# SCHRÖDINGER’S CAT: AN ABSURD THOUGHT EXPERIMENT

Schrödinger’s cat is a famous thought experiment in quantum mechanics that feels quite absurd in a real-life scenario. Austrian-Irish physicist Erwin Schrödinger proposed this thought experiment after observing the problem of Copenhagen Interpretation of quantum mechanics.

**What Does Schrödinger’s Cat Experiment State?**

Schrödinger’s cat experiment (thought experiment) assumes a hypothetical cat present inside a sealed box.

- Firstly, the sealed box contains a flask of poison and a radioactive source. Secondly, there is also a Geiger counter (one that is used for detecting radioactivity and also used in radiation dosimetry).
- Now, assume you haven’t opened the sealed box yet. So, the experiment states that unless we have opened the box, the cat is both dead and alive (strange! Right?). Yes, it’s quite strange even to consider that the cat is both dead and alive.

**What are the interpretations of Schrödinger’s cat experiment?**

In this paragraph, we’ll see what this “dead and alive” actually means quantum mechanically.

- The “dead and alive” state of the cat interprets quantum superposition. Well, what is quantum superposition? When two states are added together, and as a result, they produce another valid quantum state, we shall call it quantum superposition.
- In fact, we can represent every quantum state as the sum of two or more various distinct states. Actually, this is what Schrodinger was trying to convey through this thought experiment.
- Unless we open the sealed box and observe the ongoing experiment, we cannot simply predict whether the cat is dead or alive. Until that moment of observation, the cat will be in a superposed state of both dead and alive. At the moment we open the box, we will find it either dead or alive; not both.

**What does observation have to do anything with the results of the experiment?**

First of all, an observer plays a very important role in quantum mechanics. The simple act of observing the electron moving through a slit can totally change the consequences of the experiment. For instance, double slit experiment beautifully depicts the aforementioned fact. Before observing Young’s double slit experiment by a detector, the electron was giving totally different patterns than that after the placement of a detector. Hence, this is called the observer effect. There occurs a thing called wave function collapse that make this happen. Double slit Experiment of Quantum Mechanincs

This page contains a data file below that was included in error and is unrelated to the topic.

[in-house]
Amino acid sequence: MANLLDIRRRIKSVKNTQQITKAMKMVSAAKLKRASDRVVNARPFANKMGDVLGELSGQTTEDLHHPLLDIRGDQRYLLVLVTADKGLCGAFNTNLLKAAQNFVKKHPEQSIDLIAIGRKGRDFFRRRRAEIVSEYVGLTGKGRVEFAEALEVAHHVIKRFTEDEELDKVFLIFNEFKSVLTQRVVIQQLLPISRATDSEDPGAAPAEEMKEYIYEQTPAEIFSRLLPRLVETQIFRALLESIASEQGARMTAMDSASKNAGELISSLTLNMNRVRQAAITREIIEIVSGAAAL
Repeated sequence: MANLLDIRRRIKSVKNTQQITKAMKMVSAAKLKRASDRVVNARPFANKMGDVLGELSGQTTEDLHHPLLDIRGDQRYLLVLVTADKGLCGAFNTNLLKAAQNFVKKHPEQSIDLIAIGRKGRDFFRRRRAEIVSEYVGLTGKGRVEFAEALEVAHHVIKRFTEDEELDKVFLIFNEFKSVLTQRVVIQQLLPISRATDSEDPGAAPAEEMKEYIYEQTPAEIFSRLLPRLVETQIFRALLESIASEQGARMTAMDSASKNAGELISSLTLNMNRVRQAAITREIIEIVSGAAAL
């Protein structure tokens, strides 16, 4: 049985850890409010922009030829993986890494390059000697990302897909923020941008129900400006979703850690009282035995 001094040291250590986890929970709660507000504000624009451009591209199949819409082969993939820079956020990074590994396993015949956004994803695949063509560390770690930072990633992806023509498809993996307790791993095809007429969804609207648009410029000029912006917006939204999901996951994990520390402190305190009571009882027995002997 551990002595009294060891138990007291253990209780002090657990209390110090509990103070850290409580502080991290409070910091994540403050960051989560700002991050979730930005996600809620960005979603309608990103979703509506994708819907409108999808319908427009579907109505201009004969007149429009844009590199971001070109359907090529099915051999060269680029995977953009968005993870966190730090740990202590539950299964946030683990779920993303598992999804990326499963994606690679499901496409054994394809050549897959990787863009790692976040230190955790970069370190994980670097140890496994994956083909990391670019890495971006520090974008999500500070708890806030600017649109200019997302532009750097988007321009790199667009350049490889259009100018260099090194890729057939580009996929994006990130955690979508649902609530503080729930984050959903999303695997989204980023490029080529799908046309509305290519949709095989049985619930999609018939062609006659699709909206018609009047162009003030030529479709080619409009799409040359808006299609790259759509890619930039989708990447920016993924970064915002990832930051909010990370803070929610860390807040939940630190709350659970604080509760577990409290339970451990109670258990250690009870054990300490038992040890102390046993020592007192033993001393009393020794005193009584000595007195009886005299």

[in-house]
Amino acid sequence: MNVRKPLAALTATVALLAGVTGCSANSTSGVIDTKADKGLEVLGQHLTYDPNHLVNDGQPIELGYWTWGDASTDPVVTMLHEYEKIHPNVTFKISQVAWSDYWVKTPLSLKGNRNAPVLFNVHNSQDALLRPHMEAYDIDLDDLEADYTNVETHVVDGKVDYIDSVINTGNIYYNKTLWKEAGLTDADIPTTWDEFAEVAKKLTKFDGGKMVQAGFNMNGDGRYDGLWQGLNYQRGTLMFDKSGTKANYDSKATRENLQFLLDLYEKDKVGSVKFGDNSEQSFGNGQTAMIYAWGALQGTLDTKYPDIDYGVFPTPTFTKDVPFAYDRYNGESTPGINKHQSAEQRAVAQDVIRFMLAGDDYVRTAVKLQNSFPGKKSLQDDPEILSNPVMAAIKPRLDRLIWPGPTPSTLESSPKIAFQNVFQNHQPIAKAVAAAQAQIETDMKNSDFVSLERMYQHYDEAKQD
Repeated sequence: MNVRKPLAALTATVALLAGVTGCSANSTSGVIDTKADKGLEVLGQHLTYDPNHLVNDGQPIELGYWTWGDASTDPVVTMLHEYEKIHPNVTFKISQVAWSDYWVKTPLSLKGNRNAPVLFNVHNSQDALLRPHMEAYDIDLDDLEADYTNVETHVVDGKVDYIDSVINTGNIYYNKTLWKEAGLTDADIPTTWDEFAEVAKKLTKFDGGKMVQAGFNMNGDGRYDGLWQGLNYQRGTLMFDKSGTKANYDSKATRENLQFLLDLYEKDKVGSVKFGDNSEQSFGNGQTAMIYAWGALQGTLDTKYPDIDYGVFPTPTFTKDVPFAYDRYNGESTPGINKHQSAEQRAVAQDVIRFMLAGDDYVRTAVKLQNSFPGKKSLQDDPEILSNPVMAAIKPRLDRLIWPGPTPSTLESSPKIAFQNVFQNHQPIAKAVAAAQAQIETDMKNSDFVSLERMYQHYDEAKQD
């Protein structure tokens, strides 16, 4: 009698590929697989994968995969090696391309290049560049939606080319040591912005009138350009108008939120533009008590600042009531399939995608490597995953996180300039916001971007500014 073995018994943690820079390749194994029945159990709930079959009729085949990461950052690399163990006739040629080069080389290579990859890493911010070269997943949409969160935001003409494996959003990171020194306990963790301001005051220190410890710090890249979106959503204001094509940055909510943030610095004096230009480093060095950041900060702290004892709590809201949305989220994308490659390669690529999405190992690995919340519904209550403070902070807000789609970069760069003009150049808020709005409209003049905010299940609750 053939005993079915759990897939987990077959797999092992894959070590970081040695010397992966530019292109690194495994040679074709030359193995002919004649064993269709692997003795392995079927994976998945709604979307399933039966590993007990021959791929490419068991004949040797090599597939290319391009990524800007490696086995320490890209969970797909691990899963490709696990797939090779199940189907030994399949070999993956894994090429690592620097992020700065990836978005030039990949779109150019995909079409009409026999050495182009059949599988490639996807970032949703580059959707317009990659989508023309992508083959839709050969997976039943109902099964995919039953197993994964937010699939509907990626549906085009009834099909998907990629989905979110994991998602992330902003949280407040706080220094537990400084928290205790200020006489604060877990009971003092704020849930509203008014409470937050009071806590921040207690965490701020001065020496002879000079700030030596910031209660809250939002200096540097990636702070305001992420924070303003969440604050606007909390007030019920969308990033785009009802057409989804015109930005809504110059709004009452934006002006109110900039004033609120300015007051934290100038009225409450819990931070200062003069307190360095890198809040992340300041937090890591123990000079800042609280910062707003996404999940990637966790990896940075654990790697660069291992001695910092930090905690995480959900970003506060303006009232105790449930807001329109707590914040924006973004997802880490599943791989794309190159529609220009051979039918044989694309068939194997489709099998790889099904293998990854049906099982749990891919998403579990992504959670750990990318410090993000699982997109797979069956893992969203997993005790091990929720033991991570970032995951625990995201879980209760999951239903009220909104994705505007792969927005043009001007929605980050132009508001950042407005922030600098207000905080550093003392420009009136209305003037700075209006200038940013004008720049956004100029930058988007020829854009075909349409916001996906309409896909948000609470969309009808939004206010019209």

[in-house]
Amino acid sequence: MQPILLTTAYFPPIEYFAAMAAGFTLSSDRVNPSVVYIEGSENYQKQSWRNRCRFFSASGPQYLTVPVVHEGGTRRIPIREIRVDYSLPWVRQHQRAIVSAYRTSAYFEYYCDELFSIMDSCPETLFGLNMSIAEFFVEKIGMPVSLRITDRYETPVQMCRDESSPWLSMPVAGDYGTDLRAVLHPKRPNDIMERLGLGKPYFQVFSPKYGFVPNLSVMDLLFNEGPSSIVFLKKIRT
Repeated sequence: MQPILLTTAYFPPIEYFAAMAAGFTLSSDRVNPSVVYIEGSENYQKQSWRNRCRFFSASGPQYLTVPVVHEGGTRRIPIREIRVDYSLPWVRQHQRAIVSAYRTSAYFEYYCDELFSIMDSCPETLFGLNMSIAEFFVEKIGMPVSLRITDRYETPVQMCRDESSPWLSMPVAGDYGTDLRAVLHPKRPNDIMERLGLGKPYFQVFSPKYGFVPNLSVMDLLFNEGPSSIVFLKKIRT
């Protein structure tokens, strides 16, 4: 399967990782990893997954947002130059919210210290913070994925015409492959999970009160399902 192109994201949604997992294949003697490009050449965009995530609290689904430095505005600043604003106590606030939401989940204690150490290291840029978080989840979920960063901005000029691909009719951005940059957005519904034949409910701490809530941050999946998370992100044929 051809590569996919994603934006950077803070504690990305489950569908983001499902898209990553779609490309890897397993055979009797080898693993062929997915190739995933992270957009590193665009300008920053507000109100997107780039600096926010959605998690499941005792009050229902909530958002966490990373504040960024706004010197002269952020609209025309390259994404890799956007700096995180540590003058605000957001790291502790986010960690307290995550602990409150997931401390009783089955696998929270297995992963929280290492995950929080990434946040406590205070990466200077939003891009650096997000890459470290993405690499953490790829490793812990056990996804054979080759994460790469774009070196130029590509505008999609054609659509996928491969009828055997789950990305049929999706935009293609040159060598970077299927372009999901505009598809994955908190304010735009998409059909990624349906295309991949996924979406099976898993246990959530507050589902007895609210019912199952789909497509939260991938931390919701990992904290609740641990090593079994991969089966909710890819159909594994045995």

**What is the collapse of a wave function?**

Here, I will try to make you understand this concept using a simple example.

Consider your friend is in her room. And you don’t know exactly where she is inside the room. Is she on the bed watching some series? Is she on her chair studying? Or Is she on the floor practising yoga? You don’t know for sure where she is exactly inside her room. But you know for certain that she is inside the room. The probability of you finding your friend inside her room is equal to one.

Now, we will distribute the probability of you finding on her bed, on the floor or on her chair. Now see carefully. Until if you have opened the door, you have almost a distributed function for all the possibilities. But once you open the door, you come to know where she is exactly. You realize she is on her bed. Therefore, suddenly, your view changes. The distribution function that you did before suddenly becomes one big mountain kind of graph in the bed category. Therefore, this is what you call that the wave function collapsed. Exactly the same occurs in quantum mechanics.

This graph shows three possibilities. They are: your friend on the bed, on the floor, on her chair.

Here the wave function collapsed into a single wave. Ultimately, it shows that you found your friend on the bed only.

**Collapse of the wave function in case of the Cat:**

When you opened the sealed box, the wave function of the cat being alive or dead collapsed. If the radioactive material had decayed, then the cat would have been dead. If not, the cat would have been alive.

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